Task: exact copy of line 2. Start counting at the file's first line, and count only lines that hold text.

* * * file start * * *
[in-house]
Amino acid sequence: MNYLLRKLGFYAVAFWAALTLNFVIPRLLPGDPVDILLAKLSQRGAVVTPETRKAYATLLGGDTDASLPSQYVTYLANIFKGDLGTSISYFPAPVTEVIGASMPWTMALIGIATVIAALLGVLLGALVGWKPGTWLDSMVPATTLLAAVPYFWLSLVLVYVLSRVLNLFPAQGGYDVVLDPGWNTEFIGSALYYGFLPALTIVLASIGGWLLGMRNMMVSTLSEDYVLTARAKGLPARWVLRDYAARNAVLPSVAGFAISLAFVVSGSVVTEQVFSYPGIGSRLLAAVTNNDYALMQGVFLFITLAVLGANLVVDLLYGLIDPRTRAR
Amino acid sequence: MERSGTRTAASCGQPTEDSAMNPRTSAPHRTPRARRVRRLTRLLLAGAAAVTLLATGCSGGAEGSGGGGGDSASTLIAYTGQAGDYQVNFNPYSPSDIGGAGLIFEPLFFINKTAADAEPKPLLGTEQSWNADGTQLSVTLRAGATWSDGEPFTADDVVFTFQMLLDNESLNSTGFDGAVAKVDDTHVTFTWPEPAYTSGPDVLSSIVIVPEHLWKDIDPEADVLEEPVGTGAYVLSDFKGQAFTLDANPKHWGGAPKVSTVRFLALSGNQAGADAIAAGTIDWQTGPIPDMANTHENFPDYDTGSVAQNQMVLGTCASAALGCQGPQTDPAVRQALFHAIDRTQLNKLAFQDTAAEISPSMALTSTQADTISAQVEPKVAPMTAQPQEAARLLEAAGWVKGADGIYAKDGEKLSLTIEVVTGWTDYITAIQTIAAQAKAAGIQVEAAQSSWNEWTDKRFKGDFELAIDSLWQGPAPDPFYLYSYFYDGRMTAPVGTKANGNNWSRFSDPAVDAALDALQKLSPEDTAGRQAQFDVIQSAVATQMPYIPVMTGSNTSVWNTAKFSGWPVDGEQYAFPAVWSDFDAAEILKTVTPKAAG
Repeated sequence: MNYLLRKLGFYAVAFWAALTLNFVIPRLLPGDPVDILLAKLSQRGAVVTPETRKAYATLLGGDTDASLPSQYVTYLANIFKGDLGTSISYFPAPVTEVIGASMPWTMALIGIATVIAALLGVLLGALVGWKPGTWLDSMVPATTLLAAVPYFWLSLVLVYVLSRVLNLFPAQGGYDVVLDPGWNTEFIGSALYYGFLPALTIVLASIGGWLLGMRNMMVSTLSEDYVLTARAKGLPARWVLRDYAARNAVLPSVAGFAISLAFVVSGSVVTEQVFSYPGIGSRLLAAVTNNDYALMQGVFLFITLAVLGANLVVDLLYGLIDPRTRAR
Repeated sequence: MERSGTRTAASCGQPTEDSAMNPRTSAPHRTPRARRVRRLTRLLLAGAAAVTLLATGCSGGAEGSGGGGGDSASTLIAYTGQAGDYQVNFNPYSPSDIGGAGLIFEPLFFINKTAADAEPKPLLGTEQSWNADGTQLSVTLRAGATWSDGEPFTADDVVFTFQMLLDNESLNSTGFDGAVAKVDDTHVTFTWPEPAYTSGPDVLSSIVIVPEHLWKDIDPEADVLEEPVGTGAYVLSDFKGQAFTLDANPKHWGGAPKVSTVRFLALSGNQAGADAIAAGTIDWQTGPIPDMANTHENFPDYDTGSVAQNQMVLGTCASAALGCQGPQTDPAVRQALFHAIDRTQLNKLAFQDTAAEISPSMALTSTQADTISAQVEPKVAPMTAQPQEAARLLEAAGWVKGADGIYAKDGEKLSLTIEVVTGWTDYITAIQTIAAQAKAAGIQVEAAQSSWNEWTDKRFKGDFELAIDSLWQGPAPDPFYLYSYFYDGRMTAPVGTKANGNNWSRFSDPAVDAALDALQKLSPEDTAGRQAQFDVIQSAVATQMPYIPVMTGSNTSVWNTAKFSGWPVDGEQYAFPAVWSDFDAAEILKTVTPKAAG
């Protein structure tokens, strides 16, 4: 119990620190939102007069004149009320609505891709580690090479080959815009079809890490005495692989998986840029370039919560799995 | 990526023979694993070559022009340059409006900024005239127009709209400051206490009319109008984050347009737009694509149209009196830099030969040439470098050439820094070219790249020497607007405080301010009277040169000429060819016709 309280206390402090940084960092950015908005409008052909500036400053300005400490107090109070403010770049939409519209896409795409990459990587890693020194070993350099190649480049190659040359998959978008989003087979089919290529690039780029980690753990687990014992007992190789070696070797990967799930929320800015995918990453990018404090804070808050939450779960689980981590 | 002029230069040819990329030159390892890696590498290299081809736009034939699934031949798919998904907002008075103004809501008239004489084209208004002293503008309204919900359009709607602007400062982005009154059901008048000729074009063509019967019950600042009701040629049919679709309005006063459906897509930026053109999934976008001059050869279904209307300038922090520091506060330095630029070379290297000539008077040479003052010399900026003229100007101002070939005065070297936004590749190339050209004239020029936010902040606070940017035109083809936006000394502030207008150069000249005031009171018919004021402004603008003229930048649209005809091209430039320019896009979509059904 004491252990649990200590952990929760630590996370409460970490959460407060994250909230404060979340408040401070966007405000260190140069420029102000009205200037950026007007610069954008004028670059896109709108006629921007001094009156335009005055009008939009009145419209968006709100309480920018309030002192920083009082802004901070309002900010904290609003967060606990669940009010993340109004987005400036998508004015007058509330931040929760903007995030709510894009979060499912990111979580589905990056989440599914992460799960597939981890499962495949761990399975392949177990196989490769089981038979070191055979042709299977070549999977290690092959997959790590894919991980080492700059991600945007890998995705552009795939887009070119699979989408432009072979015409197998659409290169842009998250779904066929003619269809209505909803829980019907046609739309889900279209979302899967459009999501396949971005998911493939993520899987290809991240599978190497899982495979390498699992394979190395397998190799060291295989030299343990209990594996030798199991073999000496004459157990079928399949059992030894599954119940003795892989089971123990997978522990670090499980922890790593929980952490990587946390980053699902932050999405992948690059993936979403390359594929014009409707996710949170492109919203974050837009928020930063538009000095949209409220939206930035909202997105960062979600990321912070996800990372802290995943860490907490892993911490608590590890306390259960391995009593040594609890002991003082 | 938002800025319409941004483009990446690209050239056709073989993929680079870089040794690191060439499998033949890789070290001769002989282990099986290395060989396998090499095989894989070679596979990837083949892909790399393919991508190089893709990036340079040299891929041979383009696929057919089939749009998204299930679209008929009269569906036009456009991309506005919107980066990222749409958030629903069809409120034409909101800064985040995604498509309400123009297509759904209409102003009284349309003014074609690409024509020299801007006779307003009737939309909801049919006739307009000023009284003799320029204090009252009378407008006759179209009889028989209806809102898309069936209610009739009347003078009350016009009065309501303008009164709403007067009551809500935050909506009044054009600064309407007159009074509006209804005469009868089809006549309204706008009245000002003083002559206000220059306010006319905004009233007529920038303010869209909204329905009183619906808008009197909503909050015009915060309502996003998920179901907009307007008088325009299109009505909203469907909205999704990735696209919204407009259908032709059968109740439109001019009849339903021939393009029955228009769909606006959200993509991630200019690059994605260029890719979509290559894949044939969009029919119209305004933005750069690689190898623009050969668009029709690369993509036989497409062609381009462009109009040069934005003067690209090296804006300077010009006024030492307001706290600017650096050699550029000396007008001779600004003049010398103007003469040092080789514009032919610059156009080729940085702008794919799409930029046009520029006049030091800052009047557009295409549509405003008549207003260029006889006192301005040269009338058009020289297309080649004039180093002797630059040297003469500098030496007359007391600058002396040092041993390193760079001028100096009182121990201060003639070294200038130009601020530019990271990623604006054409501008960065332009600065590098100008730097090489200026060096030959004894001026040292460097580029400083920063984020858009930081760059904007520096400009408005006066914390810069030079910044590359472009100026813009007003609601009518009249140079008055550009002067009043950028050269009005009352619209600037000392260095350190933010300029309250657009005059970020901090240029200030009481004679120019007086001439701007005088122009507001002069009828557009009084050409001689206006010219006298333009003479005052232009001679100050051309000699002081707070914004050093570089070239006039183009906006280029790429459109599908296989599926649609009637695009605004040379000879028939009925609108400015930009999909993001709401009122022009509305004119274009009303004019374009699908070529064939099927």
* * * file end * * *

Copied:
Amino acid sequence: MNYLLRKLGFYAVAFWAALTLNFVIPRLLPGDPVDILLAKLSQRGAVVTPETRKAYATLLGGDTDASLPSQYVTYLANIFKGDLGTSISYFPAPVTEVIGASMPWTMALIGIATVIAALLGVLLGALVGWKPGTWLDSMVPATTLLAAVPYFWLSLVLVYVLSRVLNLFPAQGGYDVVLDPGWNTEFIGSALYYGFLPALTIVLASIGGWLLGMRNMMVSTLSEDYVLTARAKGLPARWVLRDYAARNAVLPSVAGFAISLAFVVSGSVVTEQVFSYPGIGSRLLAAVTNNDYALMQGVFLFITLAVLGANLVVDLLYGLIDPRTRAR